Children's Health

Your child’s health is important!

Well-Child Checkups

Taking your child to get a well-child visit can help him or her stay healthy.

You can ask questions about your child’s health. And, the doctor can:

  • Give a blood lead test
  • Give a physical exam
  • Give any shots
  • Talk to you about your child’s growth and development
  • Talk to you about your child’s health history

If you are a UM Health Partners member and need help finding a doctor, making an appointment, or would like health education material, call us!

Monday – Friday | 8:00 AM – 5:00 PM

1-410-779-9369 or Toll-free 1-800-730-8530

TTY: 711

Click here to learn more about what you can expect at your child’s well-child checkup.

Lead

Click here to download a coloring storybook about lead. 

How are children exposed to lead?

Lead-based paint and lead contaminated dust are the most hazardous sources of lead for U.S. children. Lead-based paints were banned for use in housing in 1978. All houses built before 1978 are likely to contain some lead-based paint. However, it is the deterioration of this paint that causes a problem. Approximately 24 million housing units have deteriorated leaded paint and elevated levels of lead-contaminated house dust. More than 4 million of these dwellings are homes to one or more young children.

Who is at risk?

Children under the age of 6 years old are at risk because they are growing so rapidly and because they tend to put their hands or other objects, which may be contaminated with lead dust, into their mouths. Children living at or below the poverty line who live in older housing are at greatest risk. Additionally, children of some racial and ethnic groups and those living in older housing are disproportionately affected by lead.

What can be done to prevent exposure to lead?

It is important to determine the construction year of the house or the dwelling where your child spends a large amount of time (e.g., grandparents or daycare). In housing built before 1978, assume that the paint has lead unless tests show otherwise.

  • Talk to your state or local health department about testing paint and dust from your home for lead.
  • Close and lock doors to keep children away from chipping or peeling paint on walls.
  • Regularly wash children’s hands and toys.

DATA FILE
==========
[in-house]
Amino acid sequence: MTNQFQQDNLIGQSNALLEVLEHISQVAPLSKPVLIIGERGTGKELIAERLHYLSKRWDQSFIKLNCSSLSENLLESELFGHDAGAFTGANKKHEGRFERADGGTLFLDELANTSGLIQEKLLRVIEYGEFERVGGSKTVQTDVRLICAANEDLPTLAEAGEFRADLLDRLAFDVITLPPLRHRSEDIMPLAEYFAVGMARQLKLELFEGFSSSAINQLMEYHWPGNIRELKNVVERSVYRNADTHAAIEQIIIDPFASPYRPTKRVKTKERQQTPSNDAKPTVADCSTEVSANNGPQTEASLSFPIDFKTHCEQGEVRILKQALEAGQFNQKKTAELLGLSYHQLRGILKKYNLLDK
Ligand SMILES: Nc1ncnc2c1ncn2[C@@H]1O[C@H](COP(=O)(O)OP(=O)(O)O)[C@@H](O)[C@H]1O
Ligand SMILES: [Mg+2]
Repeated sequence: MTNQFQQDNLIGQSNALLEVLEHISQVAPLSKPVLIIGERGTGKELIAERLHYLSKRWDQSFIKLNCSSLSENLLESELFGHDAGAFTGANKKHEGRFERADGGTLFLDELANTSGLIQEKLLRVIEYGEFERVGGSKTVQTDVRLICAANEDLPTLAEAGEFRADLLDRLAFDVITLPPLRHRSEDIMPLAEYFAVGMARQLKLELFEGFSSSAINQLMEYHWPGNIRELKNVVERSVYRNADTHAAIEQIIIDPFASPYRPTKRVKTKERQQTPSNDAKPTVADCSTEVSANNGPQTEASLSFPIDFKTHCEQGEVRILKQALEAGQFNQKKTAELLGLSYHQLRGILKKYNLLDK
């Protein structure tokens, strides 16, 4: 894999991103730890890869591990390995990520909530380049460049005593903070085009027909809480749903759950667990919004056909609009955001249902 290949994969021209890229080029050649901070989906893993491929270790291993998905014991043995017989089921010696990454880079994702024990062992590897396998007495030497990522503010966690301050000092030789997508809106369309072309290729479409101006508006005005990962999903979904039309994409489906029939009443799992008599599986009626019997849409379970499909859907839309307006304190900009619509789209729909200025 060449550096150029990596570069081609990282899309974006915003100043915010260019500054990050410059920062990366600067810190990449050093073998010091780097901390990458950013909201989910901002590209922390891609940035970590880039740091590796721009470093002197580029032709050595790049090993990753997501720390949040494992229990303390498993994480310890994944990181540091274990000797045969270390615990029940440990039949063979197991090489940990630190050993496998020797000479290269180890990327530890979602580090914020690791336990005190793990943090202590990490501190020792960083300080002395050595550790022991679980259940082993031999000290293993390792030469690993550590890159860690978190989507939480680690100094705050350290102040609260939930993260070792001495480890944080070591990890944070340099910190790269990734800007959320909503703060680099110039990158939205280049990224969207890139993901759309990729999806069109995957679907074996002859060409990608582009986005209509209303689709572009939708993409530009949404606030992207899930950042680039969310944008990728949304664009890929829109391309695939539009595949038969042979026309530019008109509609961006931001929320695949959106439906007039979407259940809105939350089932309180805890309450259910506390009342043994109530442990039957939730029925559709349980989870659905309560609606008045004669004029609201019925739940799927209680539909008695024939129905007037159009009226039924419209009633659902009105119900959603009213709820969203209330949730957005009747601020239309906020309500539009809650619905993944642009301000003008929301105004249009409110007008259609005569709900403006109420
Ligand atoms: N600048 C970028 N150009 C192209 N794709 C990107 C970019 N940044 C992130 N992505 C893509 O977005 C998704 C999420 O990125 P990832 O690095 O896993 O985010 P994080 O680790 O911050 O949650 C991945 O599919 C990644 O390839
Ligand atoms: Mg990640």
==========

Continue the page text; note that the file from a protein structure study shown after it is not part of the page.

• Regularly wet-mop floors and wet-wipe window components.
  • Take off shoes when entering the house to prevent bringing lead-contaminated soil in from outside.
  • Stop children from playing in bare soil; if possible, provide them with sandboxes.

Source: Center for Disease Control and Prevention – Lead

Immunization Charts

Why Are Childhood Vaccines So Important?

It is always better to prevent a disease than to treat it after it occurs.

Diseases that used to be common in this country and around the world, including polio, measles, diphtheria, pertussis (whooping cough), rubella (German measles), mumps, tetanus, rotavirus and Haemophilus influenzae type b (Hib) can now be prevented by vaccination. Thanks to a vaccine, one of the most terrible diseases in history – smallpox – no longer exists outside the laboratory. Over the years vaccines have prevented countless cases of disease and saved millions of lives.

Immunity Protects us From Disease

Immunity is the body’s way of preventing disease. Children are born with an immune system composed of cells, glands, organs, and fluids located throughout the body. The immune system recognizes germs that enter the body as “foreign invaders” (called antigens) and produces proteins called antibodies to fight them.

The first time a child is infected with a specific antigen (say measles virus), the immune system produces antibodies designed to fight it. This takes time . . . usually the immune system can’t work fast enough to prevent the antigen from causing disease, so the child still gets sick. However, the immune system “remembers” that antigen. If it ever enters the body again, even after many years, the immune system can produce antibodies fast enough to keep it from causing disease a second time. This protection is called immunity.

Vaccines contain the same antigens (or parts of antigens) that cause diseases. For example, measles vaccine contains measles virus. But the antigens in vaccines are either killed, or weakened to the point that they don’t cause disease. However, they are strong enough to make the immune system produce antibodies that lead to immunity. In other words, a vaccine is a safer substitute for a child’s first exposure to a disease. The child gets protection without having to get sick. Through vaccination, children can develop immunity without suffering from the actual diseases that vaccines prevent.

Click below to see which immunizations your child needs. 

0 through 6 years old (English)                 0 through 6 years old (Spanish)

7 through 18 years old (English)               7 through 18 years old (Spanish)

Source: Center for Disease Control and Prevention – Vaccines and Immunizations

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